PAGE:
How do I evaluate and select a psychological test?

  1. Make sure the reliability coefficient (r) is larger than .70
    • r = .90 or above (excellent reliability);
    • r = .80 to .89 (good reliability);
    • r = .70 to .79 (adequate reliability);
    • when r is r < .70, we say that the test may have limited reliability - meaning that you will get different results each time you take the test, even given the exact same conditions and person taking the test.
  2. Make sure the validity coefficient is between the ranges of .20 to .40
    • The validity coefficient measures how well the test measures what it is supposed to measure.
    • The validity coefficient, unlike reliability, rarely exceeds .40 because any one test alone is seldom sufficient in predicting total job performance. Several tests will be necessary.
  3. Read through each item of the test and consider whether the test appears to measure what it meant to measure. If yes, the test is said to have face validity. Face validity is important because those who take the test will be making a judgment on whether the test is appropriate for the job. If they consider that it is not, then they will consider the process unfair and may go to another organization.
  4. Check for the norm group in the test manual and make sure the norm group culturally resembles the target test takers.

How do I organize an effective training programme?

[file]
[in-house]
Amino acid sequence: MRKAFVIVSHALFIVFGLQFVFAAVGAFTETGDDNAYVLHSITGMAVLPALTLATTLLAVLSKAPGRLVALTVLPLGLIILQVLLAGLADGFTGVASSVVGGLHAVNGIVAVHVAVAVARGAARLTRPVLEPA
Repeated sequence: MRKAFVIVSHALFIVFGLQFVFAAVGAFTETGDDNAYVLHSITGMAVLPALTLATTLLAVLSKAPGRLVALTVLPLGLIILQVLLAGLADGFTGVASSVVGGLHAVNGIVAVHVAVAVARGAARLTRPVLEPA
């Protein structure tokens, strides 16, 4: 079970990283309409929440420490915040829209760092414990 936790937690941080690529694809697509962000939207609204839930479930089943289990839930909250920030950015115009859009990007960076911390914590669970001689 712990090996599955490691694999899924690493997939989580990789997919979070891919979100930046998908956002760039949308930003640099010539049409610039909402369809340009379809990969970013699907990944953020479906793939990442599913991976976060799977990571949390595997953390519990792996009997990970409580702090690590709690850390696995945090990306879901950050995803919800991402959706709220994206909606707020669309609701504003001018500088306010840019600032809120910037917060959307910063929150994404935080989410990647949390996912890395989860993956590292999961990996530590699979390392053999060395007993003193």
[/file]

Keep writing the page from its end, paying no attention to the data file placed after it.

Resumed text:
1. Complete a training needs assessment (TNA)
    1. This is to understand the capabilities of the current workforce and identify the areas which might require change
    2. The TNA should focus on three levels: the organization, the job, and the person.
      • These three levels include five components: organizational support, organizational analysis, job requirement analysis, task and KSAO analysis, and person analysis
  2. Define the goals and objective of an organization's training program
  3. Select a provider (internal or external)
    1. Ensure they have a good track record in delivering the type of training you need
    2. Check for pricing and availability
  4. Evaluate the training after it has been delivered, to find out if it has had the desired effect
    1. There are five steps in carrying out a training evaluation:
      1. Define the criteria for evaluation (e.g., increased sales, improved customer service ratings, short 360 ratings improve)
      2. Design the study (how will you get the data and how accurate (valid) will the data be?)
      3. Choose a measure to assess the criteria (This can be a survey or a series of interviews for example)
      4. Collect data for the study
      5. Analyze and Interpret the data (Consider how you will analyze the data before you start the study - will it be qualitative or quantitative and what is the best way to manage the analysis).

What is an assessment center?

An Assessment Center (AC) is a procedure that uses multiple assessment tools to measure the candidates' KSAOs from multiple perspectives. It can be used for selection or development purposes. The most often used exercises in an AC are in-basket exercise, leaderless group discussion (LGD), and case analysis. Sometimes there are also role-play exercises and interviews. Which exercises to include in an AC depends on what skills and behaviors you want to observe and evaluate.